• Support public health expenditures, by, for example, funding COVID-19 mitigation efforts, medical expenses, behavioral healthcare, and certain public health and safety staff
  • Address negative economic impacts caused by the public health emergency, including economic harms to workers, households, small businesses, impacted industries, and the public sector
  • Replace lost public sector revenue, using this funding to provide government services to the extent of the reduction in revenue experienced due to the pandemic
  • Provide premium pay for essential workers, offering additional support to those who have and will bear the greatest health risks because of their service in critical infrastructure sectors
  • Invest in water, sewer, and broadband infrastructure, making necessary investments to improve access to clean drinking water, support vital wastewater and stormwater infrastructure, and to expand access to broadband internet

Within these categories of eligible uses, Tribal governments have broad flexibility to decide how best to use this funding to meet the needs of their local communities. Further, in recognition of the pandemic’s disproportionate public health and economic impacts in Tribal communities, the following services are also eligible when provided by a Tribal government:

  • Addressing health disparities and the social determinants of health, including community health workers, public benefits navigators, remediation of lead paint or other lead hazards, and community violence intervention programs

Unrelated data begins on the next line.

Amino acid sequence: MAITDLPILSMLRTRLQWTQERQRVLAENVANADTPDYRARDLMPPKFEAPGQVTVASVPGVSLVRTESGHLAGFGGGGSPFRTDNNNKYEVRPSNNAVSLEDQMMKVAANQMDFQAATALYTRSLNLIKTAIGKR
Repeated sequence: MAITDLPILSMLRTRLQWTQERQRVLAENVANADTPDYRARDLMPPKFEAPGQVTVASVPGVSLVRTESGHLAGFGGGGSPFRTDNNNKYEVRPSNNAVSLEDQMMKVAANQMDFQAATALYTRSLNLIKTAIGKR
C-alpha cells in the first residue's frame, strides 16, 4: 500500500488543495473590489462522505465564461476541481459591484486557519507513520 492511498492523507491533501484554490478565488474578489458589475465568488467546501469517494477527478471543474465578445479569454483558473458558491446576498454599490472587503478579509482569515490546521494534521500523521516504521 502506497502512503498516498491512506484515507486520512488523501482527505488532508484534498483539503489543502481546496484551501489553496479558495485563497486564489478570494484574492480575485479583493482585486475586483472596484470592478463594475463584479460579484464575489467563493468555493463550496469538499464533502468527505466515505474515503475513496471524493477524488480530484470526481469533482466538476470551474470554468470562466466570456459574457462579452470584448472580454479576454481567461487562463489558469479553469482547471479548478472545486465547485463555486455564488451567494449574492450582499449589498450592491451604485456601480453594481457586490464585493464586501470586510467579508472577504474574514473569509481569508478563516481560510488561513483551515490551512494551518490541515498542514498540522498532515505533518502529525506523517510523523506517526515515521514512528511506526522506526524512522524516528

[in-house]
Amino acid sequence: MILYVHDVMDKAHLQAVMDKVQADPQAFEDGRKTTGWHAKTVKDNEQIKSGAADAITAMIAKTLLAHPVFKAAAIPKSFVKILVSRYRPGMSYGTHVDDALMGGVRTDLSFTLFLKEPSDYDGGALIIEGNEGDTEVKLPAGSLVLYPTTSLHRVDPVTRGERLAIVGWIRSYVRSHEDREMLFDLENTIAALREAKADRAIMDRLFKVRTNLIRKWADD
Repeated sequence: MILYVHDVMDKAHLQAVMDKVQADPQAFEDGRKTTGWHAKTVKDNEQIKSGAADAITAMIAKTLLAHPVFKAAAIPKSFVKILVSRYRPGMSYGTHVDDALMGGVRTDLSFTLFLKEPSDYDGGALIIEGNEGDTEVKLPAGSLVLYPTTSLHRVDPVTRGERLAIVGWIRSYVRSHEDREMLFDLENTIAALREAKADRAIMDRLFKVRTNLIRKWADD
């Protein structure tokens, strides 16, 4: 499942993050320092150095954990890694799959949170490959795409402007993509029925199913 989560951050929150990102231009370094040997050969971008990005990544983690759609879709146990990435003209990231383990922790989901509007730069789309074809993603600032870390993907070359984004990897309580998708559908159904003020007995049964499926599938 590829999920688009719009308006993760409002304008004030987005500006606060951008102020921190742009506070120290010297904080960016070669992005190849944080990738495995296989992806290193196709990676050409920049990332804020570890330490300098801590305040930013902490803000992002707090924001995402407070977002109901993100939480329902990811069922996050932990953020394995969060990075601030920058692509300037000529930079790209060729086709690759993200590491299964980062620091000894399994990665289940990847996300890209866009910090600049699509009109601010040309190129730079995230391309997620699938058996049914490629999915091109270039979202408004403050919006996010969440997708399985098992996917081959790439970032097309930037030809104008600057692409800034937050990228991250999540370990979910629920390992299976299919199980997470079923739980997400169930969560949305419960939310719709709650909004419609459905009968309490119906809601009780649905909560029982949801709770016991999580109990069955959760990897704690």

• Building stronger neighborhoods and communities, including supportive housing and other services for individuals experiencing homelessness, development of affordable housing, and housing vouchers and counseling
  • Addressing educational disparities exacerbated by COVID-19, including early learning services, decreasing funding gaps between low- and high-poverty districts, and educational services or tutoring for at-risk students
  • Promoting healthy childhood environments, including childcare, home visiting programs, and enhanced services for child welfare-involved families and foster youth

The Nez-Lizer Administration will continue to work with the U.S. Department of the Treasury, the Biden-Harris Administration, the 24th Navajo Nation Council, Judicial Branch, and others to ensure the successful implementation of the American Rescue Plan Act funds. For more information, please visit: